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In December, the Supreme Court of North Carolina issued its opinion in Hammond v. Saini. While it is not new law, it is a resounding confirmation of the need to establish and operate hospital medical review committees consistent with the letter of the statute that offers protection against disclosure during discovery and at trial of “[t]he proceedings of a medical review committee, the records and materials it produces and the material it considers.” NCGS 131E-95(b).

Most hospitals seek protection under a definition of “medical review committee” contained in NCGS 131E76(5)c.:

A committee of a hospital or hospital system, if created by the governing board or medical staff of the hospital or system operating under written procedures adopted by the governing board or medical staff of the hospital or system.

At issue in Hammond was whether a root cause analysis report and other materials produced or produced by the hospital’s Root Cause Analysis Team investigating an operating room fire were discoverable. The critical language in the opinion is:

The party asserting the privilege has the burden to demonstrate each of its essential elements and cannot meet this burden by mere conclusory assertions…. [T]o establish the applicability of the definition in subdivision (c), the evidence must set forth either how the committee was “created” or how the “written procedures” it “operat[es] under” were “adopted.”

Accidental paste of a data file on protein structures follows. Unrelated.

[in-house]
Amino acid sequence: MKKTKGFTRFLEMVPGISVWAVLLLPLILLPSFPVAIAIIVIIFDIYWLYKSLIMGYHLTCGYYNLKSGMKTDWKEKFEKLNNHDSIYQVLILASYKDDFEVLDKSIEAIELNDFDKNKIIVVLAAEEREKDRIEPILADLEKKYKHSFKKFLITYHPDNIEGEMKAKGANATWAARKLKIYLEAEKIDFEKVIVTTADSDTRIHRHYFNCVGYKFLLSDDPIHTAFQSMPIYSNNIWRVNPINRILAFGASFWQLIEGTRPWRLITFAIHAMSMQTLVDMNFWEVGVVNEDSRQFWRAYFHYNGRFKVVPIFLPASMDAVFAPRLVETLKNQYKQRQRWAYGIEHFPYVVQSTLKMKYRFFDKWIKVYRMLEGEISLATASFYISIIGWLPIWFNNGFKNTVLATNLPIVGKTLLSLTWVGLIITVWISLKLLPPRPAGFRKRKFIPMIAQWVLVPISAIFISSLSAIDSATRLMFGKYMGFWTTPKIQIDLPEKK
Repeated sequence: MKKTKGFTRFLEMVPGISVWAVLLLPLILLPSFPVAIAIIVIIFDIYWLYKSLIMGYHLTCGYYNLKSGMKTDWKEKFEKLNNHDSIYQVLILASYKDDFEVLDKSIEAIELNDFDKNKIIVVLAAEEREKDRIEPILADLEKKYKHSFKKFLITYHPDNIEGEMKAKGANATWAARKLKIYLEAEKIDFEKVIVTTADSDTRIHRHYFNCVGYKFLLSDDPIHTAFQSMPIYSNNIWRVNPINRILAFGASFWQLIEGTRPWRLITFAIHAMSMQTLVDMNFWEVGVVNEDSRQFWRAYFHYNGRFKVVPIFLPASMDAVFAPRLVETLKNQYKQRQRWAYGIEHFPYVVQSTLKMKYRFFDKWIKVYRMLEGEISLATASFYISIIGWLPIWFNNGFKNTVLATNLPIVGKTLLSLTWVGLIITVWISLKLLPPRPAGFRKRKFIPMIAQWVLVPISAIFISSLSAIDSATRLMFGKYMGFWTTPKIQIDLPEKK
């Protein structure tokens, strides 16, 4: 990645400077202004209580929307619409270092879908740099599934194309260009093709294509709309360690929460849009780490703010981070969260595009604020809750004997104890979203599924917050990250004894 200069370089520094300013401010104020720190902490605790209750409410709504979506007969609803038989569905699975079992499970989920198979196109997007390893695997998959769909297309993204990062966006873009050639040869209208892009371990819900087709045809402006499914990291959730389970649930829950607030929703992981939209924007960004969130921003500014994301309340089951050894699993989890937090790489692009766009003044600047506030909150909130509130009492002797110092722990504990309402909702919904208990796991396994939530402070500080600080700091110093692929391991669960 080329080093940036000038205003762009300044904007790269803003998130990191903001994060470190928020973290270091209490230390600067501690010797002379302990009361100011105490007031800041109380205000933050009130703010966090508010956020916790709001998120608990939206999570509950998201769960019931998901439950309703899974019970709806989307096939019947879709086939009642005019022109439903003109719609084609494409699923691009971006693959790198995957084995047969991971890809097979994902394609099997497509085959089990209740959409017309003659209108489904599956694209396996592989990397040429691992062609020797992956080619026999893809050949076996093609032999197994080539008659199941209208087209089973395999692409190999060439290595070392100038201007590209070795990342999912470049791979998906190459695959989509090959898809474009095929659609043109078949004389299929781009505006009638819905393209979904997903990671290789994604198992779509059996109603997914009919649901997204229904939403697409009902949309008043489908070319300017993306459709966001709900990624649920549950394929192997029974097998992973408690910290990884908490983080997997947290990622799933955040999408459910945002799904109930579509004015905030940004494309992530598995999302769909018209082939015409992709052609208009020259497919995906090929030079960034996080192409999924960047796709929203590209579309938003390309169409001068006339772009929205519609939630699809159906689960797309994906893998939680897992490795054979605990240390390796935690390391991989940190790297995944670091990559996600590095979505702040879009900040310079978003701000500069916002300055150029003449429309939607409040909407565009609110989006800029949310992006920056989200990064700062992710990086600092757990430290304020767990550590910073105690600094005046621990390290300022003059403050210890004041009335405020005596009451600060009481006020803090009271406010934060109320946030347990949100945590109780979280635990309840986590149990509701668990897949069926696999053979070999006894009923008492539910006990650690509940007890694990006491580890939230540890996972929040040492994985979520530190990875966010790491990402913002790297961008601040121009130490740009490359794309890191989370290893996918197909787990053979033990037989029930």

The Supreme Court, as had the Court of Appeals and the trial court in Cumberland County, found that the hospital had not carried that burden and confirmed the trial court’s order for the hospital to produce all of the information it obviously believed would not be disclosed.

It is a good idea for hospitals in North Carolina to examine carefully the formalities by which they create medical review committees and the procedures by which those committees conduct their investigations. Clearly, experienced plaintiffs’ attorneys are seeking disclosure through discovery of any information following a sentinel event or other incident that results in a lawsuit. Since the Court’s decision in Hammond v. Saini, we have begun to assist some of our hospital clients in that kind of proactive examination before facing discovery requests that may yield the same results the hospital system faced in Hammond v. Saini.

About the Author:
Allan R. Tarleton is a partner at The Van Winkle Law Firm. He can be reached in the firm’s Asheville office at (828) 258-2991 or atarleton@vwlawfirm.com. Click here for more information about Allan and his practice.